• Workflow management – Translations normally include multiple steps, (eg. translation and proofreading) each completed by a different resource. Resources can be in-house translators, freelancers or vendors or a combination of the three. When working exclusively with an LSP, they will cover many of the workflow steps. As localization needs expand, a more sophisticated workflow management tool should be considered.
  • Translation management – Translation, proofreading and QA continue to be the core steps in the translation process. Translators and editors use CAT tools (Computer Assisted Translation) to consult Terminologies and record translations in translation memories (TMs). CAT tools are used to manage our most precious Translation Assets (we will focus on these in the blog dedicated to Materials). CAT tools also include processes to review and control the quality of the translation. Organizations that include internal reviewers in the process may be able to on-board them in the language provider’s translation management system (TMS). Larger programs may require an internal TMS.
  • Translation delivery and deployment – Generally this process shadows the submission process using the same tools.
  • Metrics – Operational metrics about volume, turn around times, cost, quality metrics are recorded and should be available through a TMS or a combination of a project management and a CAT tool. Metrics related to business goals about target customer and target market need to be sourced from other internal departments. Business intelligence, data analytics or reporting departments are the best place to start. Marketing is another good source of metrics.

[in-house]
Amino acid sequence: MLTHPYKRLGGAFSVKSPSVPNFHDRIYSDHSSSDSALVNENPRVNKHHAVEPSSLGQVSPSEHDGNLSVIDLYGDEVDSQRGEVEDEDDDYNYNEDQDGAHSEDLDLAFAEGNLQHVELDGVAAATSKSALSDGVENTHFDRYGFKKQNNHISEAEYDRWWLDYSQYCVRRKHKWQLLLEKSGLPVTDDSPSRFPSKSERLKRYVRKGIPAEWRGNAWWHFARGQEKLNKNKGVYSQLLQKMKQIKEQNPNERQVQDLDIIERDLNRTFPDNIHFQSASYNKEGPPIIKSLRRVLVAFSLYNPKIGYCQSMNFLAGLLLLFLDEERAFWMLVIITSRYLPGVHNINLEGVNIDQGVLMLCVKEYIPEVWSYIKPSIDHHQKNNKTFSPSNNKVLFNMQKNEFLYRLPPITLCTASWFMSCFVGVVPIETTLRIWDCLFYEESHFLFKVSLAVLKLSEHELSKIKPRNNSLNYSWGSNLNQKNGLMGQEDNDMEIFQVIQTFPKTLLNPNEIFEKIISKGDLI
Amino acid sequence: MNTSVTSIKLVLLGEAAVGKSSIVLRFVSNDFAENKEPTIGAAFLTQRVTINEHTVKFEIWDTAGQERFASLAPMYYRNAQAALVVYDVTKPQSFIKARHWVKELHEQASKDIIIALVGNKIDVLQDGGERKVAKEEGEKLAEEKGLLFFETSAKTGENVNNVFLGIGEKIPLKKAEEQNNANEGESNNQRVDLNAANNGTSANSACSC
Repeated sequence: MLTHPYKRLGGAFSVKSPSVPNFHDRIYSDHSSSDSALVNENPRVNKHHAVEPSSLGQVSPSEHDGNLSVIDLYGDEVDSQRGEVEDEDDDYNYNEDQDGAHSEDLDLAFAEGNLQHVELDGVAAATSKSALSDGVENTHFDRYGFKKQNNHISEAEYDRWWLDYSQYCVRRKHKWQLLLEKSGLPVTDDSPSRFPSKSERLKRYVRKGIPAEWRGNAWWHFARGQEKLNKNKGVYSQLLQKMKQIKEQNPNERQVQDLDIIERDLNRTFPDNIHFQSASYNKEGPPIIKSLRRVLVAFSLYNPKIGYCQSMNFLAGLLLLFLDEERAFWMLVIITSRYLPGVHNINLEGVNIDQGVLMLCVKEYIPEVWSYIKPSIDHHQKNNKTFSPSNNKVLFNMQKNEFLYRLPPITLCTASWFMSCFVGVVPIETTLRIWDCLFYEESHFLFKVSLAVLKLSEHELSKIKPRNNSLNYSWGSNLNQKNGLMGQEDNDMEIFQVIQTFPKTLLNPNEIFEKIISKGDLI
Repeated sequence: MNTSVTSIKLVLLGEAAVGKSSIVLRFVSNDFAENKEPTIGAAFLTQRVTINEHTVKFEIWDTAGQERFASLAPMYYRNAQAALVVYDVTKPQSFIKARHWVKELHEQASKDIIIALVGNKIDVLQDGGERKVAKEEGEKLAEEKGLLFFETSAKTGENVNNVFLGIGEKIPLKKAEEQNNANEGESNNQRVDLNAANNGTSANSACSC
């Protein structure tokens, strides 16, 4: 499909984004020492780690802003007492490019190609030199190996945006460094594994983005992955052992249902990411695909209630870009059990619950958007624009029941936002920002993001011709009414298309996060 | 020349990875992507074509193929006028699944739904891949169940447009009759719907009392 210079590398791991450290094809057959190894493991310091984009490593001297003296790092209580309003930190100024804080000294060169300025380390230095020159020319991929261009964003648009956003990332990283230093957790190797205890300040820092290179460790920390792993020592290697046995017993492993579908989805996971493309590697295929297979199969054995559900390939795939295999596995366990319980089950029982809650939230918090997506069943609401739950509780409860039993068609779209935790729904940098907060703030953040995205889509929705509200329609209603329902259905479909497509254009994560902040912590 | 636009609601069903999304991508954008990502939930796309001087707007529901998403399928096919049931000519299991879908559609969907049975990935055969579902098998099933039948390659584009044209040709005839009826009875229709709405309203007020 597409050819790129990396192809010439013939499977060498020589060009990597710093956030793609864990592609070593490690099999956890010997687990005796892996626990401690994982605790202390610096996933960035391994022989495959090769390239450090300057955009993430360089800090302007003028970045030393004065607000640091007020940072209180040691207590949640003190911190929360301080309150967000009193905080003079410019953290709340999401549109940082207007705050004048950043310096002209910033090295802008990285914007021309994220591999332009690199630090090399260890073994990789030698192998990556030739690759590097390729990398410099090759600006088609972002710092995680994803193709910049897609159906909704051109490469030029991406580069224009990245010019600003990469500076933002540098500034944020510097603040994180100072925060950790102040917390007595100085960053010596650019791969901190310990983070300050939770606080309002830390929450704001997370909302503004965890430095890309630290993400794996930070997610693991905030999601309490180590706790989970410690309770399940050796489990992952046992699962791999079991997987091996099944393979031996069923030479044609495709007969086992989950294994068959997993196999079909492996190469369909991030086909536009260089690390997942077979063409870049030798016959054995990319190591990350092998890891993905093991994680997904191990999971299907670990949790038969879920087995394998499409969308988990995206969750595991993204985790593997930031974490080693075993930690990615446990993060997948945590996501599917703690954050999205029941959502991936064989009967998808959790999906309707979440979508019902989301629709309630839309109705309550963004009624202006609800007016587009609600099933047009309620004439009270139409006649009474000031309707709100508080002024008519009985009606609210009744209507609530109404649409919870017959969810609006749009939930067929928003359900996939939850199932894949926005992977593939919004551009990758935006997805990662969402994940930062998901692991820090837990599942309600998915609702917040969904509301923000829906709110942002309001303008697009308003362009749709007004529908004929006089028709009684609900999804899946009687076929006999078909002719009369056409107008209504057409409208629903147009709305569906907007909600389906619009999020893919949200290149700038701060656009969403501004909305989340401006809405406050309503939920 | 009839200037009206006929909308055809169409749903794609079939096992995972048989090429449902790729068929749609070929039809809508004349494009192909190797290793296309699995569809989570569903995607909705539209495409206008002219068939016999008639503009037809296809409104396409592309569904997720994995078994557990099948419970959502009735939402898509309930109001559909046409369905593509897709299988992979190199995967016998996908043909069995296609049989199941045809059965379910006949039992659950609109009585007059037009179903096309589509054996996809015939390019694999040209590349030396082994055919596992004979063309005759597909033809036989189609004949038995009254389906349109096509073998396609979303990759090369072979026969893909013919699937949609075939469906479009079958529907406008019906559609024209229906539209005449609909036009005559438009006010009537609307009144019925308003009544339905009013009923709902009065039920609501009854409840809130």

• Automation – Faced with the reality of shrinking time to market and a ballooning of volume, automation should be actively pursued from the very beginning. At the most basic level this means doing an audit of the process and eliminating manual tasks wherever possible and however trivial they may appear. At the most advanced level, automation and process efficiency can be achieved through connecting a TMS directly with internal content management systems (CMS). Nowadays CMS come in many forms including traditional web CMS, product information management (PIM), marketing automation software, customer service systems etc.
  • Communication – Every step in the process involves communication with various stakeholders each needing to be updated about different steps. In order to make the process transparent to all involved, it’s recommended to use tools that automatically track the various phases of the project and its workflow. Open the tools to the people who should have visibility on the progress, and minimize managing communication through email.

Given the intricate network of cross-functional processes, tools and systems, it is a huge advantage to be able to rely on solid Materials and a trusted and competent Contractor, which we will discuss in the next blogs in the mini series. Your Blueprint is the roadmap explaining how to put all these key components together—and in what order—to build the foundation for a scalable quality localization program that will deliver results over the long term.

Next up! The Materials—translation assets. (Read here)

Alessandra Binazzi

Alessandra Binazzi is a multi-lingual professional with a surprisingly varied experience and one common thread: International markets and customers. Proficient in all major European languages, Alessandra has dedicated her professional life to marketing, selling, supporting and educating customers in all continents. University educated in Boston, MA, she was exposed to global technology companies from the beginning of her career, with particular focus on localization and multilingual digital content.

Alessandra Binazzi Consulting combines Alessandra's background in languages, technology and business to develop localization programs tailored to needs of companies in a growth stage. Alessandra received a BS in International Business from the University of Massachusetts and an MBA from Northeastern University in Boston. She has lived and worked in 10 different countries.